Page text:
The film has some very memorable moments. When the character's meet the many different dinosaurs, they truly have a sense of grandeur and amazement. The running herd of dinosaurs are wonderful, as they are very alive and it would be a dream to meet such a flock of animals. All the moments with T-Rex are terrifying, such as when the park shuts down and the two kids are attacked in their vehicle. The lawyer in the car makes a rather selfish and crazy choice. The kids also have a fascinating sequence, where they play hide and seek with two smaller dinosaurs in the park's kitchen.

The musical score to Jurassic Park is another of the film's highlights. Composed by the greatest movie composer ever, John Williams, the score gives the movie an awesome feel when it requires it. Then in an instant changes a scene to make the film seem terrifying. When a musical score does this to a film, it is hard not to be affected, as I know I was.

Steven Spielberg has been involved with some very impressive movie creatures, such as the scary shark 'Jaws', the very unique alien 'E.T', and of course the gruesome little buggers known as 'Gremlins', creatures that love to cause havoc. Now Spielberg has tinkered with Dinosaurs, awesome creatures that are very violent and destructive.

Jurassic Park is a film that only confirms in my mind that dinosaurs are not meant to be played around with and shows what happens when man starts to play God. He soon realises that it is an area that he has no right to deal with. I like this film as I was entertained by the story, love the historical ideas that are presented by the dinosaurs and how man should only remember what Dinosaurs were like, as living with them in today's world could be catastrophic.

CMRS gives 'Jurassic Park': 4 (Very Good Movie)
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All their lives they were told they mustn't, they shouldn't, they can't….. one year, they did. A love that was not meant too be, but could not be broken!
29 April 2004
The 1989 Australian movie, ‘The Delinquents', is a grand look into the conservative 1950's Australia, how harsh it was for young people to live and be in love. Yet this movie also has a good feel to it and shows what defiance can do for your life. Although it can make it extremely hard, it also liberates teenagers and allows them to choose the life they want for themselves.

Adolescences – the time when teenage friendship boils over into adult desire … and the time when Lola Lovell meets a boy called Brownie Hansen. Too young to be together, too in love to be apart, Lola and Brownie's obsessive passion for each other breaks all the rules laid down by their parents and society. Quickly branded as rebels and defiant troublemakers, they will be forced to face the hardest punishment of all – separation! But NO person, NO law and NO institution will ever keep them apart. To Lola and Brownie, the first love is the ONLY love there is.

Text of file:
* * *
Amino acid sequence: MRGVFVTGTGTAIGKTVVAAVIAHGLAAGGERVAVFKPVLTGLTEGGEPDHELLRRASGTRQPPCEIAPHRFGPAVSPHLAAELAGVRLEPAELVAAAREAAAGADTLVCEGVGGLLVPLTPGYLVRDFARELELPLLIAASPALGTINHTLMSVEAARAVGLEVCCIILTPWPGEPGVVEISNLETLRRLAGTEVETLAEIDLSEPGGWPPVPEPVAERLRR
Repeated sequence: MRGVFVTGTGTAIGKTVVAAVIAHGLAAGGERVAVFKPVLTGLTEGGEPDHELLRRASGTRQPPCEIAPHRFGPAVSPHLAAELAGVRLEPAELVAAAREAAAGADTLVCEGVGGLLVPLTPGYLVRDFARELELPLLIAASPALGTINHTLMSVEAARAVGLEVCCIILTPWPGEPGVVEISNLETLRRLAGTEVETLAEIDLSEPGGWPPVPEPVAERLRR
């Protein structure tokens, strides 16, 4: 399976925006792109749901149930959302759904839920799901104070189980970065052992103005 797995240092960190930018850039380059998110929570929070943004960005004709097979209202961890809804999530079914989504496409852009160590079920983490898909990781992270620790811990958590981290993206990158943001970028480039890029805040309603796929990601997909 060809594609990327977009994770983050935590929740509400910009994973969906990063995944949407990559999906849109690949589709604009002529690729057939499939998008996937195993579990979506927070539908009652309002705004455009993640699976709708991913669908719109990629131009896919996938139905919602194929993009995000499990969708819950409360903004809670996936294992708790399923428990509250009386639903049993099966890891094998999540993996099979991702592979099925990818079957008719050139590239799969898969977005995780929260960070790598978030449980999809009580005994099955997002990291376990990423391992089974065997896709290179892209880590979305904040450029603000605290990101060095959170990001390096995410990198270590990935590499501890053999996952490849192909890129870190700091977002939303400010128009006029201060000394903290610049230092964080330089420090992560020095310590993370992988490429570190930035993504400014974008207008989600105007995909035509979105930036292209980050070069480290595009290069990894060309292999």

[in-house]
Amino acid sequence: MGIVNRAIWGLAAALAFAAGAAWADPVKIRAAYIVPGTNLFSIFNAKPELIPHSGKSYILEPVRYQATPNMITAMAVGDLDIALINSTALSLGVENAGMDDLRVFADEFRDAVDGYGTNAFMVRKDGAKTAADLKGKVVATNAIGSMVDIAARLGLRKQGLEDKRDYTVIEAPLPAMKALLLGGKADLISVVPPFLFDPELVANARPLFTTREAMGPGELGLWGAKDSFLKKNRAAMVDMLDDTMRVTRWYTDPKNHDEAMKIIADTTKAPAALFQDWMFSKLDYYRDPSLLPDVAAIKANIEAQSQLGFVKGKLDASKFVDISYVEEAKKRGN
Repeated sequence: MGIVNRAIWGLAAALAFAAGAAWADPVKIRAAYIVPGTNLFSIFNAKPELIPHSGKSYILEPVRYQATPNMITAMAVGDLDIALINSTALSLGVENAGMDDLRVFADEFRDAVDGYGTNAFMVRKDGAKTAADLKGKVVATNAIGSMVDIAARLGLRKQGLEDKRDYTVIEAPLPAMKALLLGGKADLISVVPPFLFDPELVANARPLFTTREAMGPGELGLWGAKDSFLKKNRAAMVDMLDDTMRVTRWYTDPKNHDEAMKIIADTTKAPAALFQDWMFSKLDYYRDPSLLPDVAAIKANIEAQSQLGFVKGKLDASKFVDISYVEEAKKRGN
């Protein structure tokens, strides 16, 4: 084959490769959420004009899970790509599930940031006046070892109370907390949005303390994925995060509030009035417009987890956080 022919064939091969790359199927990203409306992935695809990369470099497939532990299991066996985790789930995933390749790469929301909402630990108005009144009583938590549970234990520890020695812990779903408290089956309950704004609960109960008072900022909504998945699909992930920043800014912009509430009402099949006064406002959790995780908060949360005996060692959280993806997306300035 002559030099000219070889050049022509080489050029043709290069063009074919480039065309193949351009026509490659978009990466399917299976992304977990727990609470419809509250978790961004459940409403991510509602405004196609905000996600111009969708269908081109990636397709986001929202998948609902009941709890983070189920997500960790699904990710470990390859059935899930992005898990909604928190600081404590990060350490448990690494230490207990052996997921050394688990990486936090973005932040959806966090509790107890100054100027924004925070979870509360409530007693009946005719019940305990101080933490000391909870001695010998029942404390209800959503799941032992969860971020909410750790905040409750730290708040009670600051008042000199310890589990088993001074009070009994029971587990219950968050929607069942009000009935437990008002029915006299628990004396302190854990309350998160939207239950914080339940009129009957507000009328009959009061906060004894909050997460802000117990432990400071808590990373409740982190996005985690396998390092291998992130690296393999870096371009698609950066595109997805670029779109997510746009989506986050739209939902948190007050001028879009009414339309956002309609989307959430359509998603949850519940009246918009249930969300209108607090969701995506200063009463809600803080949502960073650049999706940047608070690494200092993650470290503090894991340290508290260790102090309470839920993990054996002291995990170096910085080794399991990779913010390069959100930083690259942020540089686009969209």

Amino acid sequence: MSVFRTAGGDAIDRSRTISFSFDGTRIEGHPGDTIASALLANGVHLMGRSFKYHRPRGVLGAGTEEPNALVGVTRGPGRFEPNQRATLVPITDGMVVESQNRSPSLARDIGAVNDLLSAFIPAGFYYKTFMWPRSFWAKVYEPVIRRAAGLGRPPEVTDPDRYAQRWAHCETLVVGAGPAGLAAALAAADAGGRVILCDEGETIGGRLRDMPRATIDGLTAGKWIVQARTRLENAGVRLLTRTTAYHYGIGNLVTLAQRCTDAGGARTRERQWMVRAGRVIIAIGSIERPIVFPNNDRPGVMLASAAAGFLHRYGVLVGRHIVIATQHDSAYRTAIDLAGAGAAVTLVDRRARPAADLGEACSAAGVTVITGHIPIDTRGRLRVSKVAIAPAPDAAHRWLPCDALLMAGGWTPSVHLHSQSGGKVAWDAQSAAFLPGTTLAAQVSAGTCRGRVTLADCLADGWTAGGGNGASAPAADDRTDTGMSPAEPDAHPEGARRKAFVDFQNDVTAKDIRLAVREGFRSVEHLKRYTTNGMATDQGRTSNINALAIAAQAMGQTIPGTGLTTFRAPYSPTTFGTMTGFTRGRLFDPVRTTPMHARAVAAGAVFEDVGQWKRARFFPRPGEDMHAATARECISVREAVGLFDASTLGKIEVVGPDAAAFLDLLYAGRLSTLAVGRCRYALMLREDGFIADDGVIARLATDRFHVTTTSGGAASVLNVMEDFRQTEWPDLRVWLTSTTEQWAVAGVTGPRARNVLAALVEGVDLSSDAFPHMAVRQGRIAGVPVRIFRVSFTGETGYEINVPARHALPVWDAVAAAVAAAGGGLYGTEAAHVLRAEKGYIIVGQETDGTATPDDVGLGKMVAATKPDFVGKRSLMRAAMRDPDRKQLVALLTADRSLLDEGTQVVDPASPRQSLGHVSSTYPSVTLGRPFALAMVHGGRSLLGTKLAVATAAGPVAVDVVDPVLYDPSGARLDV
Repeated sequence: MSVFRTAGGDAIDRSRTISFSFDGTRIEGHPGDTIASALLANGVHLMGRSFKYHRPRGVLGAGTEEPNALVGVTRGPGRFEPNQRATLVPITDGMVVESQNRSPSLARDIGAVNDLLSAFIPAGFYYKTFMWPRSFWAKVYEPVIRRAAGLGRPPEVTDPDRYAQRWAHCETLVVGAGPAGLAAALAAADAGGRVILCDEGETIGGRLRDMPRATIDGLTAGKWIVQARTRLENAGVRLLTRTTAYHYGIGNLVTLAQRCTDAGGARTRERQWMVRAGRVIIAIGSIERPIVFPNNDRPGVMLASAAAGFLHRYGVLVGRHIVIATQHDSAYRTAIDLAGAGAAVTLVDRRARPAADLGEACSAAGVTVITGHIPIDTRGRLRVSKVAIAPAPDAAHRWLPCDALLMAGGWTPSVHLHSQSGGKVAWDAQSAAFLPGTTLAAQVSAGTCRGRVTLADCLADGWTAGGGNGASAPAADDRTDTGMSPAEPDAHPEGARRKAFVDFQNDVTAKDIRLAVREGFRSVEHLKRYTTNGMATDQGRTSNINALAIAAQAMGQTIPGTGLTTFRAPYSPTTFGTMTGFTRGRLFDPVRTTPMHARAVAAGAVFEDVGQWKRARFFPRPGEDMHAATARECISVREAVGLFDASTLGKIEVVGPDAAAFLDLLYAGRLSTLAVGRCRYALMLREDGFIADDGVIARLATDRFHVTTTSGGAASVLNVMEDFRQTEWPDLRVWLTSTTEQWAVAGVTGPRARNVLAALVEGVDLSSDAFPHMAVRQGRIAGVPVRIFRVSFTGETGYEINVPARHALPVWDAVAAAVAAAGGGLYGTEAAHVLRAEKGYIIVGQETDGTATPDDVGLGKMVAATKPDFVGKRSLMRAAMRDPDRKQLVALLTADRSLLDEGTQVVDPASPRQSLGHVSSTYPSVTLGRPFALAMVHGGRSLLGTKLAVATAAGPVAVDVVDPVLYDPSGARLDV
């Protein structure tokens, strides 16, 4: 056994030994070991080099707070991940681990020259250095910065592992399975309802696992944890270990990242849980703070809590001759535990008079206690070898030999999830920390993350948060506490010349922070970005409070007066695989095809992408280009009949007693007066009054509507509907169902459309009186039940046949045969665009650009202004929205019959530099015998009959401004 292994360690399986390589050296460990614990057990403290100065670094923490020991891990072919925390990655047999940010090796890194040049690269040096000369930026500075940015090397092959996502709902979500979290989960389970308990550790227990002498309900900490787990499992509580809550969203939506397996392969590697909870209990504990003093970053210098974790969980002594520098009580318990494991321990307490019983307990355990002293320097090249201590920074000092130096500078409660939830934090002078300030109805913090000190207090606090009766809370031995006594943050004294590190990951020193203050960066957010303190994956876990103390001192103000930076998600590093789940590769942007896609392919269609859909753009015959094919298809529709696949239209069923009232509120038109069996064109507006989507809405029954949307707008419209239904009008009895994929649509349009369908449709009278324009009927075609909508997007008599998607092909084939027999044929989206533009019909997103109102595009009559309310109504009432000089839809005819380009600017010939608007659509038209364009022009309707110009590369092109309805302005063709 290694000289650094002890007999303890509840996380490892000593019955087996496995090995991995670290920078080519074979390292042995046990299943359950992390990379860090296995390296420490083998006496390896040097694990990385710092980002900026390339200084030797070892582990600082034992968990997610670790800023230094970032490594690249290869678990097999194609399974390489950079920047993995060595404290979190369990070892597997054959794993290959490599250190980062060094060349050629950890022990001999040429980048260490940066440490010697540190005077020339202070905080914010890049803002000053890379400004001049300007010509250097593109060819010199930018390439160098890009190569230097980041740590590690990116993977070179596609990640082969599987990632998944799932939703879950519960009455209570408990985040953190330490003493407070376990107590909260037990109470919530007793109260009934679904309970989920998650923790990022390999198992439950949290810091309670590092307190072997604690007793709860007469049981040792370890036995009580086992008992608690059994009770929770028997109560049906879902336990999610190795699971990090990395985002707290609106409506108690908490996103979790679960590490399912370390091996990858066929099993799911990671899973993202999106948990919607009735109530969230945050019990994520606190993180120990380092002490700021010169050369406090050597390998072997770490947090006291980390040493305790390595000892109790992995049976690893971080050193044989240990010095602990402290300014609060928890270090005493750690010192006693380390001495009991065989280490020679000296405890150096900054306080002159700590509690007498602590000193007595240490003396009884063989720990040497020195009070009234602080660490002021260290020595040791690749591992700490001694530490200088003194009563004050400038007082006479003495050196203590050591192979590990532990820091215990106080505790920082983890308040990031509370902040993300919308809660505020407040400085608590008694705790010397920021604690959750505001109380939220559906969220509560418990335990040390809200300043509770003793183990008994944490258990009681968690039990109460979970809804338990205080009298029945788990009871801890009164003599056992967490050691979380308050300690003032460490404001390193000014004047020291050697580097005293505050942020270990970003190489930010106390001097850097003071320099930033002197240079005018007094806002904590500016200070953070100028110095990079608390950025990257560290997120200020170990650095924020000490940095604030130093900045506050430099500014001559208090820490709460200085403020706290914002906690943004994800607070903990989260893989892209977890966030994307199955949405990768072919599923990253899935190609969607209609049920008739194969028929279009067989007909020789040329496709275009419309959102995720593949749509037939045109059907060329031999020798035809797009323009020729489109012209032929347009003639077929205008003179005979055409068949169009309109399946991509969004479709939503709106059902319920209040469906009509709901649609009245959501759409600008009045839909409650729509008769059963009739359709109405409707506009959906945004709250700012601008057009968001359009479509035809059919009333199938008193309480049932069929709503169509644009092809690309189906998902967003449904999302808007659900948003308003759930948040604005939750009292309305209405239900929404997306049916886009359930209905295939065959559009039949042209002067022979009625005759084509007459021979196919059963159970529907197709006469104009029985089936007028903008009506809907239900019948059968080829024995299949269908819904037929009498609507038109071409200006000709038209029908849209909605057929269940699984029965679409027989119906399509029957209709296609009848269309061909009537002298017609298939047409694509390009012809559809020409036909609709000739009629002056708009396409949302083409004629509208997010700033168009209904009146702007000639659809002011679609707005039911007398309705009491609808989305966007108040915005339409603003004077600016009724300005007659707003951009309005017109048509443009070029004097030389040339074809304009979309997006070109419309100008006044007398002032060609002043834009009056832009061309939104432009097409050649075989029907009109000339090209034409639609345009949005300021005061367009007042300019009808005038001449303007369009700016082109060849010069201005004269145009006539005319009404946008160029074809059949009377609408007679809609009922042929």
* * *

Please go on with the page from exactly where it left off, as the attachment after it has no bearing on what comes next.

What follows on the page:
This movie's screenplay is based upon a novel of the same written by Criena Rohan. I believe that it would be an interesting read, as it looks into a very historical time in the Australian country and allows us to understand that young people especially, were not give the freedom and respect that they deserved. The story also has a very strong love story placed within it and the characters we are presented with take risks, some worth it, some not. But all in all, they prove that risks are a big part of growing up. The screenplay for this film by Clayton Frohman, certainly gives a good insight into all these areas.

Although this film might seem slow, mushy and only for romantics, it is presented in a most noteworthy way. Director Chris Thomson allows us to see how hard the times are, especially for Lola and Brownie. He certainly leaves nothing to the imagination when it comes to seeing both of these characters being violated. I also feel it is the good work of Thomson that we get a historically correct recreation of the times, as places like Melbourne, Brisbane and Bundaberg, look the way they would have been back in the 50's.

The main stars in the film are Brownie (Charlie Schlatter) and Lola (famous Australian Icon Kylie Minogue). These two characters quickly developed a very intense, romantic and physical relationship. Brownie is a guy that is abused by father and the law (and the film clearly shows this), while Lola, who is deeply love struck, is treated very harshly by her conservative/liberal mother (Angela Punch-McGregor). The pair in their own way stand up for themselves. Although Schlatter has little to say here, is effective as Brownie. He really is a good guy. Kylie looks ‘stunning' and is great as the young girl who grows up quickly. She has some of the more memorable lines in the film and one of the best moments in the movie has to be when Lola right hooks (punches) her Aunt Westbury (Melissa Jaffer) in the face.